“More than anything, Wastelayer is an attempt to understand the tectonic shifts happening below our feet in terms of culture and politics. When meaning seems to be harder and harder to come by, making a bunch of songs about it with your friends seems to offer some much needed stable ground.” – Slow Code drummer Joshua Hill

We’re pleased to bring you the premiere of Slow Code’s new album Wastelayer (listen below), which is officially out now through Glory Kid Ltd. You can purchase the album here. Below is also an exclusive track by track for the record to read along as you listen!


Subculture in the modern era hasn’t accomplished much other than empty aesthetic displays replacing material politics in formerly radical forms, being coopted and sold back to itself repeatedly. As participants in subculture we feel it’s important to acknowledge complicity.


America’s individualist take on neoliberal capitalism encourages suffering as a sign of authenticity, perpetuating worlds based in exploitation. There is a romanticization of the struggle against adverse conditions instead of opposing the structures creating those conditions.

Name Names.

The negative aspects of technology can’t be separated from the positive. In a surveillance state our phones, computers, and televisions ultimately represent freedoms being compromised.

Destination Wedding.

Finding yourself via globetrotting would be a fine idea if capitalism didn’t exist. There remains a disconnect between the average person’s material reality and the cultural capital accrued through world travel.

No Grandchildren.

Media/politics/culture has looked to moments as bleak as our current reality but nothing has looked at what comes next. Try not to get too cozy with the apocalypse in the process of conceiving new paradigms.

Put a Burden On It.

A lack of purpose in our daily lives has made existence more and more uncomfortable. Functional forms of catharsis are unfortunately few and far between when they seem now more necessary than ever.


The postmodern condition is riddled with contradictions requiring a separation of self from material reality to function, paralyzing us as we grapple with our labor transforming into mere product. These contradictions are frequently exploited by larger control systems that we try to at least acknowledge as the world currently exists.


We’re frustrated by the idea that economic violence seems the only effective means of change currently. Visions of worlds less retributive in their essence are too often marginalized, exploited, or discarded.

Shit Praxis.

Life can pull people in a variety of contradictory directions at the same time, destabilizing meaning in day to day life. Recentering becomes a necessity in a world as messy as ours.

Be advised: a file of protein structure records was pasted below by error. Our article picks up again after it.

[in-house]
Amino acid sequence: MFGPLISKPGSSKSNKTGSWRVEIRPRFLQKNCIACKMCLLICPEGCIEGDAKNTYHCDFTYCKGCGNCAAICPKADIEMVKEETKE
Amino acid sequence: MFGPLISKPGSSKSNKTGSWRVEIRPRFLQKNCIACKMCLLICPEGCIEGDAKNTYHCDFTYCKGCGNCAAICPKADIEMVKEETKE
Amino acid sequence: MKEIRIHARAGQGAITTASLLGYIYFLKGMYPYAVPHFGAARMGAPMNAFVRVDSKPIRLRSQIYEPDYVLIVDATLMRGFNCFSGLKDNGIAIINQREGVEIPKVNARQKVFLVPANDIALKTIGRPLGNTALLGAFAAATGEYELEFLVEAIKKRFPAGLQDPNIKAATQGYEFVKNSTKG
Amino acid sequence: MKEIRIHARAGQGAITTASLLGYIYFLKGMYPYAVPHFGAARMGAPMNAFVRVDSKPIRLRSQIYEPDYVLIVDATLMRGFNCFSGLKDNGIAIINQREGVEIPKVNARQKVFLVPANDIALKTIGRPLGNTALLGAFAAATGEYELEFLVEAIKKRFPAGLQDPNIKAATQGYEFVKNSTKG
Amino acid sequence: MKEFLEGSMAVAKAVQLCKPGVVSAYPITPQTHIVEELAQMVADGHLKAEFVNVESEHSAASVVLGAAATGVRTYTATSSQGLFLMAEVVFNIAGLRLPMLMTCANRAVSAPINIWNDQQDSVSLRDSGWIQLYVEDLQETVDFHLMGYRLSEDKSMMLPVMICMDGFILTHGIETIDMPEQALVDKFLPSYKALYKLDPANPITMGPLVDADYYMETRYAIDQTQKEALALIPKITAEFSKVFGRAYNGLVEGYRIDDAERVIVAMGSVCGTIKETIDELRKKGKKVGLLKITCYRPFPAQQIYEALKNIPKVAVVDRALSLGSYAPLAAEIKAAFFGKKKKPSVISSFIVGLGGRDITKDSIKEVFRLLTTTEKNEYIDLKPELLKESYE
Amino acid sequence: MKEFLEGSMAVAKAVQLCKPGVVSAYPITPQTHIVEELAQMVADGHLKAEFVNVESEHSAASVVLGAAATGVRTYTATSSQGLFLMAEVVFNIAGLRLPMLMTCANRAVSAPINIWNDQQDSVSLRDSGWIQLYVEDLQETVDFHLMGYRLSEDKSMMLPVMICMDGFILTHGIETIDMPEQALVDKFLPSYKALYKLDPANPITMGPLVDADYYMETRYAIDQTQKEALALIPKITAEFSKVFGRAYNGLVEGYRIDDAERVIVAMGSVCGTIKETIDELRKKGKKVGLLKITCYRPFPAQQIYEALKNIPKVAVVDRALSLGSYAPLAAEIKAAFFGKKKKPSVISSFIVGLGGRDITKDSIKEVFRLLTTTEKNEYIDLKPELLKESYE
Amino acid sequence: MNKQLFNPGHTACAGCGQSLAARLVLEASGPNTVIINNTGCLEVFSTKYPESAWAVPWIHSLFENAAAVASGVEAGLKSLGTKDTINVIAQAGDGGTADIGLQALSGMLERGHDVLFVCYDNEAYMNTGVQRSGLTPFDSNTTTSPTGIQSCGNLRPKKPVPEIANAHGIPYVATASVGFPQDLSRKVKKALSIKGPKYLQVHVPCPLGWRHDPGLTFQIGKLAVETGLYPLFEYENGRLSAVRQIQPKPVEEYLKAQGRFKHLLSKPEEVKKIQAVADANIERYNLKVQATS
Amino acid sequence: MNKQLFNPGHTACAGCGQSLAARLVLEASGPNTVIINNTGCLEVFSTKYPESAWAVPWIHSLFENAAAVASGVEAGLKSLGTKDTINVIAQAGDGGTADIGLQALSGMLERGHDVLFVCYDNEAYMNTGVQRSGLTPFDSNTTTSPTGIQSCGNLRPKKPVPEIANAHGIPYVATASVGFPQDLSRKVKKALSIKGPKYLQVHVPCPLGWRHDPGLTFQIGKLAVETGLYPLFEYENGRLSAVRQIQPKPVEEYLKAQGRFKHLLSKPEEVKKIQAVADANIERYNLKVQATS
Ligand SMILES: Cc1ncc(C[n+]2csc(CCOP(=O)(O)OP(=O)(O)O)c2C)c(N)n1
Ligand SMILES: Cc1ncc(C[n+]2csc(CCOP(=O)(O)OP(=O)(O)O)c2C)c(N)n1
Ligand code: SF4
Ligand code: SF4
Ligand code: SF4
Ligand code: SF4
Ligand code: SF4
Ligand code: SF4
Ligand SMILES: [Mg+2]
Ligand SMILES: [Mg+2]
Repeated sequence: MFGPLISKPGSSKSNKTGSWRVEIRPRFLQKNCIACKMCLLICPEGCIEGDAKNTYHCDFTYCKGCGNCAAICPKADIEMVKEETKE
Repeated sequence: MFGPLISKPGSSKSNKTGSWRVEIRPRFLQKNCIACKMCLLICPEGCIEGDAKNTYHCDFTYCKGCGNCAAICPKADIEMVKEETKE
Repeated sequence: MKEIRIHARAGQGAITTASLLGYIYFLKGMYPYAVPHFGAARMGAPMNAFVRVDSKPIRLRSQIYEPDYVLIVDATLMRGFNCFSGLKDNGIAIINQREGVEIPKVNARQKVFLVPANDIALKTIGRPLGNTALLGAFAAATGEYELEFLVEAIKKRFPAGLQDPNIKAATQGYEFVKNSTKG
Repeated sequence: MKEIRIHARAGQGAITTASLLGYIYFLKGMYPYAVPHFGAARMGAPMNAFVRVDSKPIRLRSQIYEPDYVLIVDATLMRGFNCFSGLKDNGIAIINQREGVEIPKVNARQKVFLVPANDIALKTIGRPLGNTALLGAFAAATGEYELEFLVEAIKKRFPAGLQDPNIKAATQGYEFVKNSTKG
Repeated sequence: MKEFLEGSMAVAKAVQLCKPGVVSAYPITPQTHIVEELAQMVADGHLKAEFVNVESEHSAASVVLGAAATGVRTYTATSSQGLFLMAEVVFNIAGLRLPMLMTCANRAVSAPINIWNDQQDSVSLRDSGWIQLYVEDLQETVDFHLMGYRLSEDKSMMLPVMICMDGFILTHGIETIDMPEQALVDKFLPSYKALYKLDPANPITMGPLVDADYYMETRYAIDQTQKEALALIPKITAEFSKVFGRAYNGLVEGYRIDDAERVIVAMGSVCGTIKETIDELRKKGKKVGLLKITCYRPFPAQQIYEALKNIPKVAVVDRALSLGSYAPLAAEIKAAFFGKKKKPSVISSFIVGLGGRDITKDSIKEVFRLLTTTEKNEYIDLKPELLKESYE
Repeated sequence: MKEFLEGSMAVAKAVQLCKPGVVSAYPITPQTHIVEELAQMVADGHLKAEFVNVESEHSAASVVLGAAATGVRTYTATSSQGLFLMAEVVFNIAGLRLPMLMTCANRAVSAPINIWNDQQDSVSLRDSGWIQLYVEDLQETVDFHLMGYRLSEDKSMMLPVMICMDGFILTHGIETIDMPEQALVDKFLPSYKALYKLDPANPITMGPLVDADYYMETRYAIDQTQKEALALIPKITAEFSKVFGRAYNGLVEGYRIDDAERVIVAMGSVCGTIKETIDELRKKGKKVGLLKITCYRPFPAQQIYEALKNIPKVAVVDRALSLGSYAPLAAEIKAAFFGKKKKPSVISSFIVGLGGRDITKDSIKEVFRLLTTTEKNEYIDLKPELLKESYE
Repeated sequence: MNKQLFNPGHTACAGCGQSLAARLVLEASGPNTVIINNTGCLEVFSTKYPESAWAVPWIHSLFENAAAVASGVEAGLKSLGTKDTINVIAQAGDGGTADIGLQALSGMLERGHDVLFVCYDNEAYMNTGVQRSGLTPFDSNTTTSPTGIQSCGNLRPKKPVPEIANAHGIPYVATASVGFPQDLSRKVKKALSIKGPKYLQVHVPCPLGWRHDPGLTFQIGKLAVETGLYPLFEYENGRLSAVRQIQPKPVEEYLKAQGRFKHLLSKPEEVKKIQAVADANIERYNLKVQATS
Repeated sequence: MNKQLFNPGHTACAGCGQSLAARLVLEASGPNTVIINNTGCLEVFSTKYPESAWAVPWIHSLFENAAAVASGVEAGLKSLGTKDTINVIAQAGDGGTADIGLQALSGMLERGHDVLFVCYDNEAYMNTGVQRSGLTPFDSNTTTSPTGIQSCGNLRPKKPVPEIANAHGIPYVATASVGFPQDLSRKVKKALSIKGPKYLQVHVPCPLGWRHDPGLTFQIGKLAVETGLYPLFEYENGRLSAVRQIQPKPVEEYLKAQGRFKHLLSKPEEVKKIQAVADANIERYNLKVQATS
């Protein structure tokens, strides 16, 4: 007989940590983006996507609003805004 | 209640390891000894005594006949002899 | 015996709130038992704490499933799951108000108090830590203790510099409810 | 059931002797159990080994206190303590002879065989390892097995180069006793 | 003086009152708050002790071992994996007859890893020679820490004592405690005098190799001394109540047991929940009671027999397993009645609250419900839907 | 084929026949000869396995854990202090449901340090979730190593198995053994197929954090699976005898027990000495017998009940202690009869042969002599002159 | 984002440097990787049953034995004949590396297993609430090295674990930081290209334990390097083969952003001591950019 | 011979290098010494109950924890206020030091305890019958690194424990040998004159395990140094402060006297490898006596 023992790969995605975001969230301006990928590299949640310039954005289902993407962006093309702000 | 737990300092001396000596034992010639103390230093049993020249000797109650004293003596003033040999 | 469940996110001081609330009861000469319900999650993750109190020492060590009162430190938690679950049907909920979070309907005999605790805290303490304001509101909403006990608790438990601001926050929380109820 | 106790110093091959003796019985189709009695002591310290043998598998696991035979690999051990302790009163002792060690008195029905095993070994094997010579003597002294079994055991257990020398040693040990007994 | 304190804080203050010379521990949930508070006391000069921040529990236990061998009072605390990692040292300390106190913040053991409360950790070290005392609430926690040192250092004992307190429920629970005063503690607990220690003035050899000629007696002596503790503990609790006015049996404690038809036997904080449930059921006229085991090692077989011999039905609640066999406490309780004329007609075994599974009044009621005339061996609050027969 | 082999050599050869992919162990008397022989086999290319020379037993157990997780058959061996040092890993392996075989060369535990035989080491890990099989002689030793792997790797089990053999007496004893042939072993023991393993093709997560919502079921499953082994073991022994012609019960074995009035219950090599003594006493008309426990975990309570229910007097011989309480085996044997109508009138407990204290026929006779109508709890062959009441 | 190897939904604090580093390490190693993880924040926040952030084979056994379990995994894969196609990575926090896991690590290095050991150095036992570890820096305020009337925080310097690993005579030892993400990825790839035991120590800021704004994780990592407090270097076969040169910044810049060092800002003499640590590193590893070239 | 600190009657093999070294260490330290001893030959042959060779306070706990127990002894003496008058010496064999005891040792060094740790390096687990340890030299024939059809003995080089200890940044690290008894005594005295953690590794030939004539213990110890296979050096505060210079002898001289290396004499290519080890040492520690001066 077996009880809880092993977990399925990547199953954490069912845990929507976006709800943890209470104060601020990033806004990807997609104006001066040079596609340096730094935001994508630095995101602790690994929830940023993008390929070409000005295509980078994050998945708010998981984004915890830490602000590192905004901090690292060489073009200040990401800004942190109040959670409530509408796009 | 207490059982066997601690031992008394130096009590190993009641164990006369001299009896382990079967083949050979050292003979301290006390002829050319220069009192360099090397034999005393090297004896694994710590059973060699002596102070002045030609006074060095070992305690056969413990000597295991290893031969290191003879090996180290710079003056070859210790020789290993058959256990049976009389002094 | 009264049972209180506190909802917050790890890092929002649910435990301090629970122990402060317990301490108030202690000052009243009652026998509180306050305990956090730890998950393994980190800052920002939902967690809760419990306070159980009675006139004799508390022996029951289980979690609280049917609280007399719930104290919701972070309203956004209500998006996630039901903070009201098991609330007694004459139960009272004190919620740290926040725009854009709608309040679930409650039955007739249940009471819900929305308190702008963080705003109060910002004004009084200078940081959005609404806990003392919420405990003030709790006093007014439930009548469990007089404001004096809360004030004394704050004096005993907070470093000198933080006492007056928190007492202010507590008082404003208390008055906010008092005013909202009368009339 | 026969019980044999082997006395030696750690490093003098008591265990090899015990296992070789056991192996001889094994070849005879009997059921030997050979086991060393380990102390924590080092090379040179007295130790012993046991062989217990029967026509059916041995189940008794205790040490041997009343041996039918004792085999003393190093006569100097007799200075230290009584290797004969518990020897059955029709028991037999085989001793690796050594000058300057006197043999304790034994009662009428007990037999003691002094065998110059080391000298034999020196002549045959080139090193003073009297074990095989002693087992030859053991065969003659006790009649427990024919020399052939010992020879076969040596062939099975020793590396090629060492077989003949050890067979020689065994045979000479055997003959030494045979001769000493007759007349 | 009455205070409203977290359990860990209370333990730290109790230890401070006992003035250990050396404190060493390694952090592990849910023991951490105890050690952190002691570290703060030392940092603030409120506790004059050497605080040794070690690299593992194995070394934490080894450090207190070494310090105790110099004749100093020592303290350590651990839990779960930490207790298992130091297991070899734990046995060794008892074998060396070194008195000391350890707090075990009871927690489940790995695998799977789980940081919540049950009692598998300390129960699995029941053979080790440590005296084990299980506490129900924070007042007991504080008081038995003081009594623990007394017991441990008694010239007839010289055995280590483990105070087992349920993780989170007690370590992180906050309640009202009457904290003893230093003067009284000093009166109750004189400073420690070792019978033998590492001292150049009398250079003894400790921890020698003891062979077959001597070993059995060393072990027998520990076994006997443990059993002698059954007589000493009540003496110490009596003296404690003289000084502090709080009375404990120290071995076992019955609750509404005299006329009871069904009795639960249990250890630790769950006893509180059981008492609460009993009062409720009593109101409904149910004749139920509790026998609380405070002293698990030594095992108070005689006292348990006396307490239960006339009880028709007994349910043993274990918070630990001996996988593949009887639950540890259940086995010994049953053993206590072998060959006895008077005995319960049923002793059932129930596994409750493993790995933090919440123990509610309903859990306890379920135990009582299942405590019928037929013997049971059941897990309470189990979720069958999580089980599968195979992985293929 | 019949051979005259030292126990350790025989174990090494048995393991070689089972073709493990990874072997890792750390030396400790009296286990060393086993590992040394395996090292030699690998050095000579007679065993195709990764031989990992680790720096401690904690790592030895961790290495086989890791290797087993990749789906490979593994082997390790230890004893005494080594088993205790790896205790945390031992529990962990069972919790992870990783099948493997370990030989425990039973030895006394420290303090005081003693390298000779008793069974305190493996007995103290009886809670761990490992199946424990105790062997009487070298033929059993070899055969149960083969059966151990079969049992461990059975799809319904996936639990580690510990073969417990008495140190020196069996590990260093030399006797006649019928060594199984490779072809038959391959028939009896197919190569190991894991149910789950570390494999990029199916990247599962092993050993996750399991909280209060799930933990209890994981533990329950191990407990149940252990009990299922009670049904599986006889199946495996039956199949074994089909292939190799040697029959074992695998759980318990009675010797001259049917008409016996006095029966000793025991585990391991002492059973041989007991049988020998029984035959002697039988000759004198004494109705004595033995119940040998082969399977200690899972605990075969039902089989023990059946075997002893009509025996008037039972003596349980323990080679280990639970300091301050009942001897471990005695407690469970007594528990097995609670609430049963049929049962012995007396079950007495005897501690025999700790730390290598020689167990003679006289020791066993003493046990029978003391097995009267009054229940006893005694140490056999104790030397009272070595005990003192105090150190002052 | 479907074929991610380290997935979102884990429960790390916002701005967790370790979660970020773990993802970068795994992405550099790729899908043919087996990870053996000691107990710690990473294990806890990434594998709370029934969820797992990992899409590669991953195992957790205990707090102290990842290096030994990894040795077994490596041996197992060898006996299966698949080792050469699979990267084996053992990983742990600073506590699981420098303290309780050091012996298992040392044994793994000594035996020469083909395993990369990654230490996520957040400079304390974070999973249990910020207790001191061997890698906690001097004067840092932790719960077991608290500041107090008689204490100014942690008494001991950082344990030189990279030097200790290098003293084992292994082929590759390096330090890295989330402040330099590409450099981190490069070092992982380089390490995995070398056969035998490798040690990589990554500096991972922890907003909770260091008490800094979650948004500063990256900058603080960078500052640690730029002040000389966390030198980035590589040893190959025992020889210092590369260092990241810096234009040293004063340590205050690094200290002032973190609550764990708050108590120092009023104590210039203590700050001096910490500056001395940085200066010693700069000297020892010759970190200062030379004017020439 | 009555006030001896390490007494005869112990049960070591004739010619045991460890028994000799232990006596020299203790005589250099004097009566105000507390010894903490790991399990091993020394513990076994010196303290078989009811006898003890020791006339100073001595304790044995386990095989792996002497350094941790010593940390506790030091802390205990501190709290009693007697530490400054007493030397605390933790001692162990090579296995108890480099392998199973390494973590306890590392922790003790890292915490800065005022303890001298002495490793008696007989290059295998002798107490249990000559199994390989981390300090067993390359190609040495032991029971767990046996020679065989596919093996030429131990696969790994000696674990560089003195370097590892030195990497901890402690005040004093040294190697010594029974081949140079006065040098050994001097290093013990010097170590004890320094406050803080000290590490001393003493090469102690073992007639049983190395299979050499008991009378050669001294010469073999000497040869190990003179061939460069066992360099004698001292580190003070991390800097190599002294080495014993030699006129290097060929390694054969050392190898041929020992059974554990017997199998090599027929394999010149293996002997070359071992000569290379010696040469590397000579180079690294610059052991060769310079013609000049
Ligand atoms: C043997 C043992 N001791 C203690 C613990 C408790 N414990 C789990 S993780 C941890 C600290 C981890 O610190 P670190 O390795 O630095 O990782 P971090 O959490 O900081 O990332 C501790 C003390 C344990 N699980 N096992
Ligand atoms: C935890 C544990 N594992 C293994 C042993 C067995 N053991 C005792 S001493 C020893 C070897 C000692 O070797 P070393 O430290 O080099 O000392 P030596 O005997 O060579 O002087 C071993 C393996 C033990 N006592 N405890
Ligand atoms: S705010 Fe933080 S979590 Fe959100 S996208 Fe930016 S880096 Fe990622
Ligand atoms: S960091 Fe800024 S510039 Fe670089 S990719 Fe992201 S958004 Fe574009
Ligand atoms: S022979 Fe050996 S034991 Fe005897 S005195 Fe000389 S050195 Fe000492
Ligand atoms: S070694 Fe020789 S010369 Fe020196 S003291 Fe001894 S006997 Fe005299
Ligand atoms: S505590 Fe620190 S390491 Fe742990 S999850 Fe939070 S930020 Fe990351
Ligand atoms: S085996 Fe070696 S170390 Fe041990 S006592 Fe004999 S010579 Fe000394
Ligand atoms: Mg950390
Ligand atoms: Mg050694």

It can be hard to stay hopeful at the end of an epoch. We can either succumb to the present darkness or start making moves against it.

About the band:

Slow Code acknowledge their existence in a crumbling paradigm. Desolate and frustrated with the state of the modern world, beseiged by the death throes of late capitalism, Wastelayer roils and stews in the uncomfortable position punk rock finds itself within inside the greater cultural milieu.

Consider the Seattle WA-based trio’s new LP their sonic attempt to navigate the paradoxes of 21st century life in the macro. Josh Hill’s drums throb and pulse, Amy Peterson’s bass digs low and careens through Charlie Wagner’s slash and burn guitar salvos, his vocals a lament urging movements against the encroaching darkness.

These are desperate pleas for solidarity amongst the downtrodden, from the galloping blitz of “Consumption- Based” and its earnest demands for unity, to the slow burn anxiety of tech-based communications in the haunting ode to the late Mark Fisher “Semiascetic,” to the centerpiece “No Grandchildren,” a ruminative dirge on the perils of accelerationist energy accumulation and its havoc wrecked on the globe and future generations.

The trio returned to Anacortes WA’s The Unknown, a re-purposed early 1900’s church, to track the LP with engineer Nich Wilbur in October of 2017, followed by mixing and mastering by Oakland CA-based Andrew Oswald from Secret Bathroom Studios in November of the same year. Glory Kid is proud to present to you this 10 song, 40 minute long player.

Connect with the band:
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